Moon Rock at STAGS

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Exciting rare samples of moon rocks and a collection of impressive meteorites landed at St Albans Girls’ School on Monday 6 March for a week’s visit.

Students were able to enjoy a unique, interactive experience of astronomy. Highlights included getting up close and personal with some hand-sized meteorites, enabling students to touch a real piece of space. Included in the educational pack is a 1.2 billion year old piece of Mars (Nakhla Meteorite) and a 4.3 billion year old nickel meteorite – the oldest object you will ever hold in your hands! Our solar system is only 4.6 billion years old.

The lunar samples, provided by the UK’s Science and Technology Facilities Council (STFC) were collected in the late 1960s and early 1970s during some of NASA’s first manned space missions to the Moon. A massive 382kg of lunar material was brought back to Earth – mostly for use by Scientists in their studies of the Moon, but small quantities are used to develop lunar and Planetary Sciences educational packages like this one.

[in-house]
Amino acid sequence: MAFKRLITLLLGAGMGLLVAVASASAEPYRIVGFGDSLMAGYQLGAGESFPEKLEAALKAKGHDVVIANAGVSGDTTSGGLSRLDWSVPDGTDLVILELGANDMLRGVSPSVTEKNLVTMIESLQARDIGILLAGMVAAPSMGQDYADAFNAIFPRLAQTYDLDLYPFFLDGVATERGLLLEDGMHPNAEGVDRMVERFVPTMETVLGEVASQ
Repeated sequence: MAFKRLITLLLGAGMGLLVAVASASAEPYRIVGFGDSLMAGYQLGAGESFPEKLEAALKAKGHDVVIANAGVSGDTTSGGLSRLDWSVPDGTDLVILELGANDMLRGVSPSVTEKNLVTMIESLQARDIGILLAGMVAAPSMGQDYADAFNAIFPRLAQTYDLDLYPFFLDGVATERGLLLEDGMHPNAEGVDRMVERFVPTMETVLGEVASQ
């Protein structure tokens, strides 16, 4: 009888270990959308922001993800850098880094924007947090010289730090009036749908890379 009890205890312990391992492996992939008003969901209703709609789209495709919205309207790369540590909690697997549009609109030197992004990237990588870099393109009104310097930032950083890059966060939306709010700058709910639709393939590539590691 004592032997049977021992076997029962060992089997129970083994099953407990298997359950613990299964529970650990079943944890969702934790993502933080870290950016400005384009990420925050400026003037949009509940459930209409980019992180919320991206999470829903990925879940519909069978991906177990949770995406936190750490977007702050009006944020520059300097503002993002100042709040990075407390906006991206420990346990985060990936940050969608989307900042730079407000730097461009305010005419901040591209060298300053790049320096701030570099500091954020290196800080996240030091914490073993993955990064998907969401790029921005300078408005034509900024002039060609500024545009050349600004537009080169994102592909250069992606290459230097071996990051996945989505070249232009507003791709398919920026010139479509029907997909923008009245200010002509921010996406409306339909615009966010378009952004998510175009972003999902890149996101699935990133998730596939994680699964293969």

Jane Butt from STFC said, “This is a great opportunity for young people to be able to see, touch and really experience such important and exciting messengers from space –turning Science fiction into Science fact. It’s an unforgettable experience to be able to hold such an important part of Science history that has made such an incredible journey over millions of miles to reach us – and one we hope will inspire the Scientists of the future!”

Dara Jeckells in Year 12 said, “It was a rare and an incredible opportunity to see, feel and touch real rocks form space.”

Mr Zarrouq, Physics Curriculum Leader